Summer 2013

 

 

BEHIND THE IMAGE:

The Painted Surface

and Its Technical Study

July 22-26, 2013

 

The Yale University Art Gallery

and the Yale Center for British Art

What hidden details of an artist’s working practice reveal themselves through close observation of individual artworks?  How might careful study of an object’s condition lead to a better understanding of original intent? How best to synthesize technical studies with traditional art historical approaches, such that each more effectively complements the other?

The third annual Summer Teachers Institute in Technical Art History (STITAH) will consider these stimulating questions and more, through a vigorous week-long intensive seminar to be held at Yale University, New Haven, CT, July 22-26, 2013.  Made possible through the generous support of the Samuel H. Kress Foundation, the course will focus on painted surfaces, in order to provide a broad introduction to technical art history for art history faculty teaching at the undergraduate level.

The STITAH presents a multi-faceted approach to the topic, including direct instruction, discussion, practical workshops and hands-on activities, drawing on works of art selected from the rich collections of the Yale University Art Gallery and the Yale Center for British Art.  Faculty will include conservators and curators from both institutions, as well as guest lecturers. Study units will focus on painted surfaces from the ancient world to the 20th century, including 3rd century Roman painted ceremonial shields from Dura Europos, works in tempera and oil as well as polychromy, and British and American watercolors.  Hands-on practical sessions devoted to tempera, oil painting, acrylics and water coloring will complement the lectures.  A final program will be posted once available.

Participating professors will be encouraged to explore and, in turn, receive guidance in creative ways of integrating technical art history into their own classes, whether introductory undergraduate courses or courses at the more advanced undergraduate and graduate level.  The Institute will provide relevant course readings and reading lists, and other curricular materials, for use in the participants’ own teaching and research.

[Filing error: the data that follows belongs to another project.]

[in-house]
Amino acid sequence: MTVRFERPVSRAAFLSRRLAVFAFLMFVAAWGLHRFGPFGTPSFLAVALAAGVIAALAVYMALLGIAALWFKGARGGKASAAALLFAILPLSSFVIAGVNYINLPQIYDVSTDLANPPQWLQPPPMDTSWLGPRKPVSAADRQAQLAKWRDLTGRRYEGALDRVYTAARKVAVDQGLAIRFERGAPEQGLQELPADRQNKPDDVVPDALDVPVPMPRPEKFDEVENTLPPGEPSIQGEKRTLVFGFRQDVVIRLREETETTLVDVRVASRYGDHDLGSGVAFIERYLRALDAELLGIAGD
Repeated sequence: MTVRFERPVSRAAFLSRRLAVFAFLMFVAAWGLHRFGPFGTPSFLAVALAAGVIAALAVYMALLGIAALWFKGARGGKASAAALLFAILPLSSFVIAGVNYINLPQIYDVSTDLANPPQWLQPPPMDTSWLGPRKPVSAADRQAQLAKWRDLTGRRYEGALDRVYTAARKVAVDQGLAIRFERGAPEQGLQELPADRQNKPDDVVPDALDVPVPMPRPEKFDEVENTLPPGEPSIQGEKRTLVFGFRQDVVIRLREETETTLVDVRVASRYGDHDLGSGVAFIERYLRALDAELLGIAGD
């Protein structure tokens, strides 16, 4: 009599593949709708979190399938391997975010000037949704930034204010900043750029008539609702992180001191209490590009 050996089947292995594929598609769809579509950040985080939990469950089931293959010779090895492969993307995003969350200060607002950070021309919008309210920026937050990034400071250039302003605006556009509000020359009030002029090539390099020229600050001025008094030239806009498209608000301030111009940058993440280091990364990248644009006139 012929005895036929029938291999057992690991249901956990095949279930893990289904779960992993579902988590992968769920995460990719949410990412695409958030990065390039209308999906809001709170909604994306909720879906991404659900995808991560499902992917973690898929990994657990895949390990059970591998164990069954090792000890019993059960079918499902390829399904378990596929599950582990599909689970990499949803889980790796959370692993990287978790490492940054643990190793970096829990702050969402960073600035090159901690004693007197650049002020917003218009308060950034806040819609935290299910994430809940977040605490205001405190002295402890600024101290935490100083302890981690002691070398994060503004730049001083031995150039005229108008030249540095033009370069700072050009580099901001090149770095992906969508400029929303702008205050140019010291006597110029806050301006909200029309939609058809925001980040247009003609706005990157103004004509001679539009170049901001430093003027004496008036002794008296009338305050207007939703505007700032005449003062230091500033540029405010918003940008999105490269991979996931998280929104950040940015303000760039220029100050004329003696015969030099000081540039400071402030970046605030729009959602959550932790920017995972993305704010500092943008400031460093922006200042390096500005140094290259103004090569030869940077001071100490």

Is it for you?

Full-time art history faculty at North American colleges and universities are eligible to apply.  No background in science or conservation is required.  Consideration will be given to dual applications from an art history professor and a science professor who teach collaboratively at the same institution.  No more than fifteen faculty members will be admitted to the program, and applicants will be evaluated based largely on their expressed commitment to integrating technical art history into their own teaching curricula.

Stipends and fees

Thanks to the generous support of the Samuel H. Kress Foundation, participating faculty will receive hotel accommodation near Yale’s campus and a $61 per diem. 

Participants are asked to pay a modest registration fee of $200 to ensure participation.

How to apply

Applications should submit:

  • a cover letter,
  • a statement of purpose describing both the courses they teach and their interest in integrating technical art history into their teaching
  • an academic and professional CV

Completed applications are due by April 1, 2013, and should be emailed to:

Sarah Barack, Samuel H. Kress Fellow in Technical Art History

E-mail: sarah.barack@yale.edu

They may also be sent to:

Sarah Barack, Samuel H. Kress Fellow in Technical Art History

Yale University Art Gallery

P.O. Box 2087271

New Haven, CT 06520-08271